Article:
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Sure seems like hype to me....

They've interposed a block that your trigger finger (or something else) has to move out of the way, but that's the object of depressing the trigger in the first place. A string, or your trusty trigger pull gauge ought to do it, too, if placed properly.

Trying to operate the trigger by just squeezing the top, of course, might be futile, but that's sort of unlikely. If there's an obstruction, there's an obstruction....

The lower trigger moves a block that is allowed, then, to clear a hole in the grip, which then allows the rest of the trigger to move. Seems to be nearly impossible for about anything but a trigger pull gauge to fail to activate things....

The "blade" style (PPS, for example) is really just the same.

The good news, IMHO, is that if you manage to break or lose the extra parts, the gun will still fire as long as the block portion can be removed. Pretty easy if you know that you need to do it.

Striker-fired guns, IMHO, should have drop safeties or similar blocking devices for the striker. Whole 'nother thread.... 1911's probably don't need them....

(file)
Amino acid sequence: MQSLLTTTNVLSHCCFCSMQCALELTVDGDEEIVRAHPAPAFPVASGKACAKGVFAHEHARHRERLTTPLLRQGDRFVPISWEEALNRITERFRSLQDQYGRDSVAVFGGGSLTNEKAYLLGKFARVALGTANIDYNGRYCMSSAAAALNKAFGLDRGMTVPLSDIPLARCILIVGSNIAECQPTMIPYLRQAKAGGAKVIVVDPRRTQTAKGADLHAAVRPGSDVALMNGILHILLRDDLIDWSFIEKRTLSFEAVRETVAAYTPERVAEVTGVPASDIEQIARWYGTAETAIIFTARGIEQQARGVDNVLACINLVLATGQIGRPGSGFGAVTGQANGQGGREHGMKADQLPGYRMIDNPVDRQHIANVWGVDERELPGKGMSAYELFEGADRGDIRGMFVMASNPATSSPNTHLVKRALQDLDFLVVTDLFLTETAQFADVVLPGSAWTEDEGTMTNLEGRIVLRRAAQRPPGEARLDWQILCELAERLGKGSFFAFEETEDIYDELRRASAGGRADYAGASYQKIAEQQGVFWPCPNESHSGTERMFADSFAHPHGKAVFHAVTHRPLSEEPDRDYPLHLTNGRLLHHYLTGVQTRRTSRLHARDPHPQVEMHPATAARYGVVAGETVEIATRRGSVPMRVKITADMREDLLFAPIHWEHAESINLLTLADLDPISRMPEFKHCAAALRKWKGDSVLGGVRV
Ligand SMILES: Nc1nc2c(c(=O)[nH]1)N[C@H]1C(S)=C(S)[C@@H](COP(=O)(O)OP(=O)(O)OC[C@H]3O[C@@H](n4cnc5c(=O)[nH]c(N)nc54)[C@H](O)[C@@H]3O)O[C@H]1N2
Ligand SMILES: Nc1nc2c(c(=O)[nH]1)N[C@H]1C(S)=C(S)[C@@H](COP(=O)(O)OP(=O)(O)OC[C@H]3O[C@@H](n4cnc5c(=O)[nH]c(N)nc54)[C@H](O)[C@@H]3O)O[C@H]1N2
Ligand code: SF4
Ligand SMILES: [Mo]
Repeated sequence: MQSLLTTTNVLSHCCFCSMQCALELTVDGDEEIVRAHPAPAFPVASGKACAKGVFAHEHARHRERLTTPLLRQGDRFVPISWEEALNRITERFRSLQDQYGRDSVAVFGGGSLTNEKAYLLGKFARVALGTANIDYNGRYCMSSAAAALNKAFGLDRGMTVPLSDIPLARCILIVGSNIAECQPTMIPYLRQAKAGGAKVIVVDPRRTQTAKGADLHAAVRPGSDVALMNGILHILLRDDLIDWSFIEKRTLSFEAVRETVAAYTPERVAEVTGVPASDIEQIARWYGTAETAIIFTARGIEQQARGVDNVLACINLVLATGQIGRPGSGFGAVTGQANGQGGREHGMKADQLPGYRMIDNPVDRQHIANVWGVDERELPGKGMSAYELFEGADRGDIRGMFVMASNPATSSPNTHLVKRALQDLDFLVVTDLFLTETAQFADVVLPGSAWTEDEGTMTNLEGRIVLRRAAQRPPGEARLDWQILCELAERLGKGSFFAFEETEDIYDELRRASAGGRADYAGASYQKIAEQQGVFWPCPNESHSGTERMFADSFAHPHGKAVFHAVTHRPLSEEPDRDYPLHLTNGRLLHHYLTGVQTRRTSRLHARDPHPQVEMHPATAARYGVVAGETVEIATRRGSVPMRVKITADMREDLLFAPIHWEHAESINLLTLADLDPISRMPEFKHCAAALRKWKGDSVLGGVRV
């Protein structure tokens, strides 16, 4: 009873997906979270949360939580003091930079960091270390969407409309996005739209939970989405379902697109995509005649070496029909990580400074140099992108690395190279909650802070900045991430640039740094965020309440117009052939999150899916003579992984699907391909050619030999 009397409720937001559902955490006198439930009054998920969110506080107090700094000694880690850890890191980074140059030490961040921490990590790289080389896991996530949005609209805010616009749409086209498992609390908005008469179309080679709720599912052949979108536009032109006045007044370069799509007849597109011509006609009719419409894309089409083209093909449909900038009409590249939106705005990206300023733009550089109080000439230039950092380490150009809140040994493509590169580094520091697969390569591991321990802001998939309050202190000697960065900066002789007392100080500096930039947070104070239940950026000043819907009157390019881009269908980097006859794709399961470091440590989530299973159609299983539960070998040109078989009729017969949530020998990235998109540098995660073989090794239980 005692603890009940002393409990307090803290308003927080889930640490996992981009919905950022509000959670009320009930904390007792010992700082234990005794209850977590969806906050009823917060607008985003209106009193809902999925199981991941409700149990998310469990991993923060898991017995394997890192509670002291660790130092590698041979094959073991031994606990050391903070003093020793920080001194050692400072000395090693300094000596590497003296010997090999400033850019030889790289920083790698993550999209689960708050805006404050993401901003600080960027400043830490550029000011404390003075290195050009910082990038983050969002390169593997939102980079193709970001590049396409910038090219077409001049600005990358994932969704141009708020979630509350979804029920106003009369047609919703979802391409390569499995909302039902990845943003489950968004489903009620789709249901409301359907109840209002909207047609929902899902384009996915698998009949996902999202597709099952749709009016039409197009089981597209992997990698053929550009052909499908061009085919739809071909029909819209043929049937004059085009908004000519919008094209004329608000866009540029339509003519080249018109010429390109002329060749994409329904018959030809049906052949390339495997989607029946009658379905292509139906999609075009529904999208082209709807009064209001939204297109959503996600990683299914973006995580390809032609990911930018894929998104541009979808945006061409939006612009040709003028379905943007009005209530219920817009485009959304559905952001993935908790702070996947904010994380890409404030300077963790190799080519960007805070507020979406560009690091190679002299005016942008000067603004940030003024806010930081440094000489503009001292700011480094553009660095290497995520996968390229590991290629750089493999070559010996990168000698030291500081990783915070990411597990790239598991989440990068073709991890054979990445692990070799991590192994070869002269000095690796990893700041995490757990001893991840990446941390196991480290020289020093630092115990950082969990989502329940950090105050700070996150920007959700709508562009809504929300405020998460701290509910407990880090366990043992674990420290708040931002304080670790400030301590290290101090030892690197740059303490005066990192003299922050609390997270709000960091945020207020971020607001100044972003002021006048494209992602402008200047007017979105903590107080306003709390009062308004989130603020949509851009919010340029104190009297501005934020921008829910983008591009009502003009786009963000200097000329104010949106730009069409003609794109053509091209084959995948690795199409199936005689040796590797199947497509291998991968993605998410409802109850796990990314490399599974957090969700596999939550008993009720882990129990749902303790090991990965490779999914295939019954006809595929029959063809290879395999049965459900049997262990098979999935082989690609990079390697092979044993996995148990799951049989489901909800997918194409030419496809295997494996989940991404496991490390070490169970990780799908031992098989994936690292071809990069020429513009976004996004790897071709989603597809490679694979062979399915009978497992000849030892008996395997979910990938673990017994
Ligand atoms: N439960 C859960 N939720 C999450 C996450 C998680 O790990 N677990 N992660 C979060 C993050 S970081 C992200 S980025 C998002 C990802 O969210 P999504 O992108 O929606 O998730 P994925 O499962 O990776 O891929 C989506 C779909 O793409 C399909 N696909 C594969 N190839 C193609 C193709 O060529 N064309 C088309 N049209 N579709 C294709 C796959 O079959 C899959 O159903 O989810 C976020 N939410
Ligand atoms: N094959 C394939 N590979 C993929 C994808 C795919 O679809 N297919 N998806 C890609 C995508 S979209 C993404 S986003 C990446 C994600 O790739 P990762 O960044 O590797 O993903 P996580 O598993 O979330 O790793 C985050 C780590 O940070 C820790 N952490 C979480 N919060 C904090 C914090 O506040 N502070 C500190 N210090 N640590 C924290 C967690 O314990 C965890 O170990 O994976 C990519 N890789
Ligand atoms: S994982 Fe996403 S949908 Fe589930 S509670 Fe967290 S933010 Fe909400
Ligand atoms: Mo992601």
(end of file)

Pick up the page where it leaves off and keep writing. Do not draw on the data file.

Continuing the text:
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Old 07-31-2010, 07:02 AM
scooter123 scooter123 is offline
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IMO, with a modern firearm in good working order the difference between an AD and a ND is where the muzzle is pointed. If the muzzle is pointed in a safe direction it's an AD. If it's not pointed in a safe direction it's an ND. Point is that keeping the muzzle pointed in a safe direction is Job One. Follow that rule and even a malfunction won't cause any harm.

That said, the "safer" triggers probably do provide a slightly higher margin of safety. However, note the word slightly, they can be defeated by circumstance. Any object caught in the trigger that duplicates the size and shape of a finger can result in the gun discharging. It's the operator's responsibility to make sure that doesn't happen. Anytime you're holstering any handgun, it's important to take the time to make sure that the holster is clear of anything that could snag the trigger. Make that a habit and "Glock Leg" won't ever happen even if what you're carrying doesn't have any of these "safer" triggers.
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1911, 380, glock, ipsc, kahr, model 41, remington